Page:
In pre Roman times it was an area dominated by the the Dobunni who were predominantly a large group of farmers and craftsmen, living in small villages concentrated in fertile valleys. They were not a warlike people and were among the first tribes to submit to the Romans during the occupation and they readily adopted the Romano-British lifestyle.

Post Roman era the area was on the Border between Mercia and Wessex and was known to have changed hands several times which merely adds proof to the notion that it was not easily defendable.

When you take a closer look at the site below the church you will notice it makes an ideal site for an Iron Age settlement with their back protected from the cold North winds by a high cliff. To the front fresh running water and arable fields beyond, the man-made earth embankments are just the bounds of the camp there to keep domestic animals in and wild animals out.

So where does the Bury of Tet-Bury come from ?

Initially I think we need to consider the advance of the Vikings and King Alfred the Great who at the battle of Ashdown in 871 halted their progress. After the battle it was Alfred who introduced a sort of ‘National Defence’ system by creating ‘Burhs.’

This was a brilliant new strategy the Burhs ensured that all his subjects would be close to safety as no subject would be more than twenty miles, or a day’s march, away from a refuge.

Like the Hill forts of old they were situated on high ground and surrounded by a wall or ditch.
In a historical document called the ‘Burghal Hidage there was details of how they should be built, manned and maintained. The Burghal Hidage is a unique document, and gives a detailed list of Wessex’s fortified burhs which includes Malmesbury and Cricklade but alas not Tetbury, which is of course well within a day’s march of the Burghs mentioned above.

However, my theory relates more to the definition of the word ‘Burh.’ The old accepted meanings of burh has always been ‘Iron Age hill-fort, modified Roman town or fortified manor, but to that I want to add ‘monastic enclosure.’

I believe I have established, well enough, that the location of Tetbury is not ‘Hill Fort shaped. Nor is there any positive proof that there was ever any walled defensive structure capable of staving off a Viking attack around Tetbury however we did have a Monastery.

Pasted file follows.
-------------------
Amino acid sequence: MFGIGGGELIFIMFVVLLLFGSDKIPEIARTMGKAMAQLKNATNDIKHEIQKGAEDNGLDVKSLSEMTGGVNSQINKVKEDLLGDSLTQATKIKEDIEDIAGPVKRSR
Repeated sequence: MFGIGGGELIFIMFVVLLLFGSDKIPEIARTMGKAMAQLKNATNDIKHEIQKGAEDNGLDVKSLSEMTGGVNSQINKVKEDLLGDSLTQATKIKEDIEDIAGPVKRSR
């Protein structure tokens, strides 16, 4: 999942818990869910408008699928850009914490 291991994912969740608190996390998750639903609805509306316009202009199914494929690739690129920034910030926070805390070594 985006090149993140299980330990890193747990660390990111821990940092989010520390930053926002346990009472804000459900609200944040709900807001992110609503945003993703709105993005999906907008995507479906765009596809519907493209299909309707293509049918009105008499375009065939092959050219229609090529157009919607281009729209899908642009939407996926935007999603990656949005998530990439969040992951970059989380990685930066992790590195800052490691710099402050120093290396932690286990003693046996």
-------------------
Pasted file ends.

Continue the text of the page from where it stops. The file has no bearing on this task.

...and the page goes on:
Is there any justification to backup my monastic theories, actually quite a lot when you look around, how about Glastonbury, Malmesbury Canterbury Bury St Edmunds, and possibly the most significant of all Paulus byrig aet Lundaenae for St Paul’s in London. At least three of these names clearly mean ‘the burh dedicated to saint Edmund/Peter/Paul’ while the others had a well established monastic presence.

Now given the location of Tetta’s monastery and the position of the lower encampment could it be feasible that the site of the previous Iron Age settlement was modified and adapted as a Burgh to give refuge to the people in the immediate area?

What we do know for sure is that the next major mention that the area gets is after the Norman conquest of England and the written record of the Domesday book in 1087.

So somewhere between the years of 681 and 1087 ‘Tetta’s Minster’ became Tettanbyrg in or around 900 AD and then Tetbury.

So for me the reign of Alfred the Great (871 – 899) and the building of his Burghs fits the bill exactly.

Teteberie, as it is spelled in the Domesday book appears to be quite a thriving place, second in importance within the area to our close neighbour Avening. A priest is mentioned which would indicate the monastery had gone and the Saxon church was in its place.

I think it is also worthy of note that the aforementioned Saxon church remained in place until the eighteenth century which would seem to show a complete lack of interest in the area indicated by the small Norman presence. Saxon churches were more usually modified at least with the square Norman tower.
I think it is fairly obvious that the history and name of the town of Tetbury owes little to any military past however that is not to say that the town does not have a significant place in the history books.

A rich arable area recognised from the times of the Iron Age Britons, always sitting on the border of the region watching the changing face of the country. At a cross roads important to the Romans and everybody ever since, the jealously guarded hunting grounds of Norman Barons, English Kings and the rich County set that followed.

It has been a Cotswold Market town since the beginning of the Thirteenth century that rose to be one of the biggest and most important wool markets in the region.
I think that more than makes up for not having a castle don’t you ?

Now if we could just have a decent Museum to show the world our history !